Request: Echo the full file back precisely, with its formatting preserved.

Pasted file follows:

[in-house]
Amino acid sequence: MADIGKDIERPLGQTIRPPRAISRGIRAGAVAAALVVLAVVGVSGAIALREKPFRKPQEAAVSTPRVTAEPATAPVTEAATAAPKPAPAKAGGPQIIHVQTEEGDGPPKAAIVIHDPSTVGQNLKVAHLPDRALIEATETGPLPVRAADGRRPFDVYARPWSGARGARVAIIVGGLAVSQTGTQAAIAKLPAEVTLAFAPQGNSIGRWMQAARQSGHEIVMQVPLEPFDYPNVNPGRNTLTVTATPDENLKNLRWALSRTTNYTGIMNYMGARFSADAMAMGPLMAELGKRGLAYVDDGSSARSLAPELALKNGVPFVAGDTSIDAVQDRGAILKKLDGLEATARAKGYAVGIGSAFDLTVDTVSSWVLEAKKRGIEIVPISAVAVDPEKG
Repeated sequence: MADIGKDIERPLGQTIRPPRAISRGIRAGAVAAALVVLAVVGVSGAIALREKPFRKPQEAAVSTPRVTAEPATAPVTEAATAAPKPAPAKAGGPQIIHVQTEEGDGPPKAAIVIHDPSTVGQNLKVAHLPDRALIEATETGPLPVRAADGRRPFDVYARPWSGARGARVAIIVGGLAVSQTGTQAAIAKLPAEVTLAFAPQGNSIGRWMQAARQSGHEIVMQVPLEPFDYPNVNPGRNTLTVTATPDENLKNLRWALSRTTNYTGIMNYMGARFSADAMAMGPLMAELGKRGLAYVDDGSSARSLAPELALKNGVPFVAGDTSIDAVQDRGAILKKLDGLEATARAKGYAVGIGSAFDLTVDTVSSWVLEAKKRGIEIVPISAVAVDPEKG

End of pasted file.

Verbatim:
[in-house]
Amino acid sequence: MADIGKDIERPLGQTIRPPRAISRGIRAGAVAAALVVLAVVGVSGAIALREKPFRKPQEAAVSTPRVTAEPATAPVTEAATAAPKPAPAKAGGPQIIHVQTEEGDGPPKAAIVIHDPSTVGQNLKVAHLPDRALIEATETGPLPVRAADGRRPFDVYARPWSGARGARVAIIVGGLAVSQTGTQAAIAKLPAEVTLAFAPQGNSIGRWMQAARQSGHEIVMQVPLEPFDYPNVNPGRNTLTVTATPDENLKNLRWALSRTTNYTGIMNYMGARFSADAMAMGPLMAELGKRGLAYVDDGSSARSLAPELALKNGVPFVAGDTSIDAVQDRGAILKKLDGLEATARAKGYAVGIGSAFDLTVDTVSSWVLEAKKRGIEIVPISAVAVDPEKG
Repeated sequence: MADIGKDIERPLGQTIRPPRAISRGIRAGAVAAALVVLAVVGVSGAIALREKPFRKPQEAAVSTPRVTAEPATAPVTEAATAAPKPAPAKAGGPQIIHVQTEEGDGPPKAAIVIHDPSTVGQNLKVAHLPDRALIEATETGPLPVRAADGRRPFDVYARPWSGARGARVAIIVGGLAVSQTGTQAAIAKLPAEVTLAFAPQGNSIGRWMQAARQSGHEIVMQVPLEPFDYPNVNPGRNTLTVTATPDENLKNLRWALSRTTNYTGIMNYMGARFSADAMAMGPLMAELGKRGLAYVDDGSSARSLAPELALKNGVPFVAGDTSIDAVQDRGAILKKLDGLEATARAKGYAVGIGSAFDLTVDTVSSWVLEAKKRGIEIVPISAVAVDPEKG